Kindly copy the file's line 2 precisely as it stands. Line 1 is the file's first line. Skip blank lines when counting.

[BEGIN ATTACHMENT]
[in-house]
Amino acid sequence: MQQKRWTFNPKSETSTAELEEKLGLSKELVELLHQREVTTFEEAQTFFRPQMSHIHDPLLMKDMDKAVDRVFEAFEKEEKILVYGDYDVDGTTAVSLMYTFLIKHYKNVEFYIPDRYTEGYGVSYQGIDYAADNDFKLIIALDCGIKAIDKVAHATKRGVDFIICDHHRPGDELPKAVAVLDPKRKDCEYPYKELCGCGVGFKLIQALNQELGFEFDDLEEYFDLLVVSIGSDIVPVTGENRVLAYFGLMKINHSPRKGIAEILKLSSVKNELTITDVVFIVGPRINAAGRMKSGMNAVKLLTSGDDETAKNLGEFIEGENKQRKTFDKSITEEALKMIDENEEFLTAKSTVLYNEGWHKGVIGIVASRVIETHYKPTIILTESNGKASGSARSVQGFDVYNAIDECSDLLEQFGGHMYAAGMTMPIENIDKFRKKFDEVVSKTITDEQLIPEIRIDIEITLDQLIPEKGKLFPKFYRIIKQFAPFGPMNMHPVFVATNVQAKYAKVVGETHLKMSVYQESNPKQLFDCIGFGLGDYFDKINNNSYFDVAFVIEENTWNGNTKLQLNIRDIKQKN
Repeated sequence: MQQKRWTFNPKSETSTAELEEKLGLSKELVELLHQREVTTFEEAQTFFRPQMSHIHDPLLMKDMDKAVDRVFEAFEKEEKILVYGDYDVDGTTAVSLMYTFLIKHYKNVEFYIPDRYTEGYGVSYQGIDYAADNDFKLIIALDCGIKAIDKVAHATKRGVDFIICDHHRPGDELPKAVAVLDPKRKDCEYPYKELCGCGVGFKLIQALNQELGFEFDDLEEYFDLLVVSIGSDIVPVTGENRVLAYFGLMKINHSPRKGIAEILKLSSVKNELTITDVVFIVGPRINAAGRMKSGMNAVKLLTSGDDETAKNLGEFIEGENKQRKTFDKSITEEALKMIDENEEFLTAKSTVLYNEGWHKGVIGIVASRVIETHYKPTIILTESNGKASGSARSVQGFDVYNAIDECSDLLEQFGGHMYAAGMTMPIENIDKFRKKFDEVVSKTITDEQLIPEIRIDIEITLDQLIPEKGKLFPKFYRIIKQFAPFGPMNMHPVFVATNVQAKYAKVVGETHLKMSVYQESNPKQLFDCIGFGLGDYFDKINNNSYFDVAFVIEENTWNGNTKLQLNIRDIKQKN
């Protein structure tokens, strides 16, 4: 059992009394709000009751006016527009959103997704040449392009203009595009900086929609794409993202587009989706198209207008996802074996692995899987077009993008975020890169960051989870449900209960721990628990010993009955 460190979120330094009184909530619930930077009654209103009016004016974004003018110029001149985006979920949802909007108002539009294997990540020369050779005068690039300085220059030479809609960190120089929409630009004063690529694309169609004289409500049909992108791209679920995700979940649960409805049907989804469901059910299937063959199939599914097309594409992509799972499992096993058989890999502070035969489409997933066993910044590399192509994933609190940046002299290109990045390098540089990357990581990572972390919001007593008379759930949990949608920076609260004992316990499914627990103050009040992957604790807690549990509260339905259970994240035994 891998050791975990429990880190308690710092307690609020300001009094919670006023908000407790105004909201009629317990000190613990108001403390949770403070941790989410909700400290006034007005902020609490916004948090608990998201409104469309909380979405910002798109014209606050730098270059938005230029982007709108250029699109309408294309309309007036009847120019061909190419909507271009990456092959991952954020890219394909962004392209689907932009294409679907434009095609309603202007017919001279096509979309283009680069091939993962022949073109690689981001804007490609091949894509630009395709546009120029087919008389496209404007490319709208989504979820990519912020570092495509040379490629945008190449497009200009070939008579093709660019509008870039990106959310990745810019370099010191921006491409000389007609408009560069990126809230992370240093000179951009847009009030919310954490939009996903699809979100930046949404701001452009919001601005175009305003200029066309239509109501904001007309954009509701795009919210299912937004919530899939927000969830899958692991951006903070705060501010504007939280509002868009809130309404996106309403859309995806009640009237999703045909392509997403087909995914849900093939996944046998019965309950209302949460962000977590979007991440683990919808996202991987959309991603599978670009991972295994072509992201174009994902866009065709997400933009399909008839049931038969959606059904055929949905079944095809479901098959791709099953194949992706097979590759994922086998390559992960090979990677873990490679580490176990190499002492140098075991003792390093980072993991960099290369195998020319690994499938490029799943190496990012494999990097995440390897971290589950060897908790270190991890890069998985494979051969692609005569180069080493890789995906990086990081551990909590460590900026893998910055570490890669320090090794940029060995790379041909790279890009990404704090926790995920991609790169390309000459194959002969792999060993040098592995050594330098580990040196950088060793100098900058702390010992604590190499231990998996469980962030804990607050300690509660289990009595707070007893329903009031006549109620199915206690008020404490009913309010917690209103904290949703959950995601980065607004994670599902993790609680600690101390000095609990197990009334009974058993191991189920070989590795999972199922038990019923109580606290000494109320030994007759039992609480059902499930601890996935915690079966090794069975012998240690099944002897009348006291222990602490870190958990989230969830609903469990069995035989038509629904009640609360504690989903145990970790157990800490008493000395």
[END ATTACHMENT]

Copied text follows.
Amino acid sequence: MQQKRWTFNPKSETSTAELEEKLGLSKELVELLHQREVTTFEEAQTFFRPQMSHIHDPLLMKDMDKAVDRVFEAFEKEEKILVYGDYDVDGTTAVSLMYTFLIKHYKNVEFYIPDRYTEGYGVSYQGIDYAADNDFKLIIALDCGIKAIDKVAHATKRGVDFIICDHHRPGDELPKAVAVLDPKRKDCEYPYKELCGCGVGFKLIQALNQELGFEFDDLEEYFDLLVVSIGSDIVPVTGENRVLAYFGLMKINHSPRKGIAEILKLSSVKNELTITDVVFIVGPRINAAGRMKSGMNAVKLLTSGDDETAKNLGEFIEGENKQRKTFDKSITEEALKMIDENEEFLTAKSTVLYNEGWHKGVIGIVASRVIETHYKPTIILTESNGKASGSARSVQGFDVYNAIDECSDLLEQFGGHMYAAGMTMPIENIDKFRKKFDEVVSKTITDEQLIPEIRIDIEITLDQLIPEKGKLFPKFYRIIKQFAPFGPMNMHPVFVATNVQAKYAKVVGETHLKMSVYQESNPKQLFDCIGFGLGDYFDKINNNSYFDVAFVIEENTWNGNTKLQLNIRDIKQKN